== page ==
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History of the Town of Frankfort
From Nathaniel Benton's History of Herkimer County, 1856.


Contains that part of the county, beginning at the south side of the Mohawk river, in the middle of the mouth of a small stream which enters the said river a few rods east of the house now or late of William Dygert, which stream is known as Dygert's mill creek, and running from thence south thirty degrees west, until it meets the southern line of a tract of land granted to Coenrad Frank and others; then westerly along the said southern line to the southwest corner of said grant; then westerly with a straight line to the west bounds of the county; then northerly along the same to the Mohawk river; and then along the river to the place of beginning.

A considerable portion of Cosby's manor, and about one and one quarter of a tier of great lots in Bayard's patent, four lots in Burnetsfield, about half a lot in Frank's patent, four and a half lots in Staley's, a part of Colden's patent, are in this town.

There were some German settlements along the river in this town before the revolution. It appears there was a grist mill at the creek next east of Frankfort village, which was burned by the French and Indians in 1757. A sawmill on the next creek below was also burnt by the same party. The ante-revolutionary settlements in this town were confined to Burnetsfield and Colden and Willet's patents.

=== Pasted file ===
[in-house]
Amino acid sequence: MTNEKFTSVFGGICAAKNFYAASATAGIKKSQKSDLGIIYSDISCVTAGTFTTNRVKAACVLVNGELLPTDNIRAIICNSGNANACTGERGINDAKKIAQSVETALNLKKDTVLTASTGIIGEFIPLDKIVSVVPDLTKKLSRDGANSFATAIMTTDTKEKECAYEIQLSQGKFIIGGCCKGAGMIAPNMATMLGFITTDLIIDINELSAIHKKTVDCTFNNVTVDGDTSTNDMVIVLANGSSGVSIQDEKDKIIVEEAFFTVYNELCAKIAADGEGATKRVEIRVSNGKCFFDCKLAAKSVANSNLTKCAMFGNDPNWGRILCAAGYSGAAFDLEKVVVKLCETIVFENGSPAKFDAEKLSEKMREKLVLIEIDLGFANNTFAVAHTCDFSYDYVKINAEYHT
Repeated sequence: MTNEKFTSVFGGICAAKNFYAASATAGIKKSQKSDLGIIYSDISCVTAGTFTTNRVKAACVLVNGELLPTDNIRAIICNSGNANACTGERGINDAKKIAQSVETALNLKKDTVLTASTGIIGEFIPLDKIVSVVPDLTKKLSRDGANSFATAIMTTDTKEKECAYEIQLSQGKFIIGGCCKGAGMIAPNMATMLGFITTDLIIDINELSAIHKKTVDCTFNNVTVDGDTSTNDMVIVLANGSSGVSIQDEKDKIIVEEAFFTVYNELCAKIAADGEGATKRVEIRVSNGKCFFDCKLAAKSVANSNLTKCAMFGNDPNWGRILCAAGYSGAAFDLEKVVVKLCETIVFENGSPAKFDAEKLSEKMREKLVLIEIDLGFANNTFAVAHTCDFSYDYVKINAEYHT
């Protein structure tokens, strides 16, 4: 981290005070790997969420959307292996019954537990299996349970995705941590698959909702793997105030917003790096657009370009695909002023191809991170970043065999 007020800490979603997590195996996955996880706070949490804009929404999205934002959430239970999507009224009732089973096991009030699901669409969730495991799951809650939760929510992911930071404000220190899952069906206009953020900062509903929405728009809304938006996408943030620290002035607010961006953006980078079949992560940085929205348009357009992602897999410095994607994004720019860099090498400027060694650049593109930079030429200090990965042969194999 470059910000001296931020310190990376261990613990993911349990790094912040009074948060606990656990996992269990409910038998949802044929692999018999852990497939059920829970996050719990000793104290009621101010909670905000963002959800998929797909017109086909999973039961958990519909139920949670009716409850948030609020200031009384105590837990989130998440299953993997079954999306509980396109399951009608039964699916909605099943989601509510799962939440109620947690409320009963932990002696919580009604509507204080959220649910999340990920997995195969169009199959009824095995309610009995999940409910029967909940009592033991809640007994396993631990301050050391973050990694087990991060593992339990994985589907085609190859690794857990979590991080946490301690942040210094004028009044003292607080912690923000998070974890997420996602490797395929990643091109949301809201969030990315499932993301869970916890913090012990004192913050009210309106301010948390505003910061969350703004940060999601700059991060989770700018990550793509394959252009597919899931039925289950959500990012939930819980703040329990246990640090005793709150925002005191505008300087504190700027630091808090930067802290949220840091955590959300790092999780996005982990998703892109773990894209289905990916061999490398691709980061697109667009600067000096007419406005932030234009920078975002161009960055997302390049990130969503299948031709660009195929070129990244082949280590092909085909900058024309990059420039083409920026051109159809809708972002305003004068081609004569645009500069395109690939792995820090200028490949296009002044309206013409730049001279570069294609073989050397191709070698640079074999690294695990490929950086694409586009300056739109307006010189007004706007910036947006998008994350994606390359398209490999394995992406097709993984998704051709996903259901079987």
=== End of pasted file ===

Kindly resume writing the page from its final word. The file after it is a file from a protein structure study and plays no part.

Frankfort village, at the east end of the long level on the Erie canal, and of easy access to the New York central rail road, contains a population, by the last census, of 1150 souls, and is an active, prosperous business place, where may be found the usual mechanical establishments of country villages.

The New Graefenbergh hydropathic establishment, erected by Dr. Holland, and opened for the reception of patients in October, 1847, is located in the extreme southwest corner of this town, four and a half miles from the city of Utica, on a stage and post route from that city, through Litchfield and Columbia to Richfield Springs. This establishment has been in operation during the last eight years, and more than one thousand patients in that time have been treated there with satisfactory success. The scenery of this locality is varied and beautiful, and will vie with the most delightful in the state.

The institution will accommodate sixty patients; the rooms are pleasant amd comfortably furnished. There is a gymnasium and bowling-alley attached to the house for the amusement and exercise of the patients.